2. OSS Technologies
The enormous wide spread and adoption of the Internet played a vital role in connecting people together and created a platform for collaboration and innovation. People from different backgrounds and knowledge upbringings can collaboratively work together toward accomplishing monumental projects and tasks. Open Source Software development is one of these positive outcomes that have been flourishing over the past two decades and have been producing plethora of free software for people to use and benefit from.
In order to encourage the open software adoption in society, several governments in different countries have implemented many open software solutions into their organizations. Thus leading others by example and sending a very clear message to other organizations and companies that we should all use and encourage open software development and adoption in various fields and majors. One prime example of the OSS adoption by governmental bodies is the U.S. Department of Veterans Affairs, one of the largest users in the federal government adopting Open Source Software and providing open source solutions and applications to its large customer base.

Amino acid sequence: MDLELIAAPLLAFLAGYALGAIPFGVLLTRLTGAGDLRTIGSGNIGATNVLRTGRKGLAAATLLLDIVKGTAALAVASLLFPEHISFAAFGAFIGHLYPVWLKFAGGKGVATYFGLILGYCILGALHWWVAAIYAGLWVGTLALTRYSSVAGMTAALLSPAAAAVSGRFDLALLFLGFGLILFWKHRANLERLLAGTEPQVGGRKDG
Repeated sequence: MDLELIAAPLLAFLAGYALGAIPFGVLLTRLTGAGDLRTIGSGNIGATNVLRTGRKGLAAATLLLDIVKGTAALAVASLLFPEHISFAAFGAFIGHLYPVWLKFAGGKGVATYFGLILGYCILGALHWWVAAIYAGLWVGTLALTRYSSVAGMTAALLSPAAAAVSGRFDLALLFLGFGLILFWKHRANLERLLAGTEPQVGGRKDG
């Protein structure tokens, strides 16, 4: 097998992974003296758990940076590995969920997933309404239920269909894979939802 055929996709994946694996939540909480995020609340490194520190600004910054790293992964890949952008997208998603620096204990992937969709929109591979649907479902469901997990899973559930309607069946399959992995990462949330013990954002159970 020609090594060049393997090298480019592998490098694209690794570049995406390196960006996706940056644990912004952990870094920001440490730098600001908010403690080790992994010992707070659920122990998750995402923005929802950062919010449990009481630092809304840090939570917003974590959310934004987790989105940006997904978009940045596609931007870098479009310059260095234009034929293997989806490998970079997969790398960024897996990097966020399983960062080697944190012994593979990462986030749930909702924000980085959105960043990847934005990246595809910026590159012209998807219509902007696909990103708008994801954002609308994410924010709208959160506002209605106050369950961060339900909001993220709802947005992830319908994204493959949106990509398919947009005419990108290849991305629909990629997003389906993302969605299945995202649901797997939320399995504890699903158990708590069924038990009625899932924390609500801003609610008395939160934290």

The benefits of implementing OSS are enormous, some of which can be summarized as follows:
1. Due to its license free policy and cost effectiveness, deploying an OSS will expedite services’ launching and make it easier solution when compared to non-free closed software solutions
2. Adoption of OSS results in low procurement prices, no license costs, and provides better opportunities for interoperability, integration, and customization as well as reduces barriers to reuse, conformance to open technology and data standards giving autonomy over your own information and freedom from vendor lock in.
3. OSS will take advantage of the large number of OSS developers and communities distributed around the globe, that will help in further developing the software and fixing any bugs
4. OSS can be easily customized to government requirements and specifications
5. OSS provides a better security solution to governmental operations, since their source code is open and can be modified to adhere to higher levels of security as needed
6. OSS based companies can provide the needed customer support and training for certain fees that facilitate a faster adoption into the OSS realm
There are significant and wide ranging obstacles to Open Source in Government. Some of these are:
1. Lack of clear procurement guidance
2. Resistance from suppliers
3. Concerns about license obligations and patent issues
4. Misunderstanding of the security accreditation process
5. Myths around open source quality, support and its development ecosystem
4. OSS services
Below is a list of candidate open source solutions and applications that may be implemented at governments:
1. Operating Systems
2. Project management software
3. Webservers and database engines
4. Integrated Library Management Software
5. Institution management software such as:
7. Multimedia tools
Audio editing: Audacity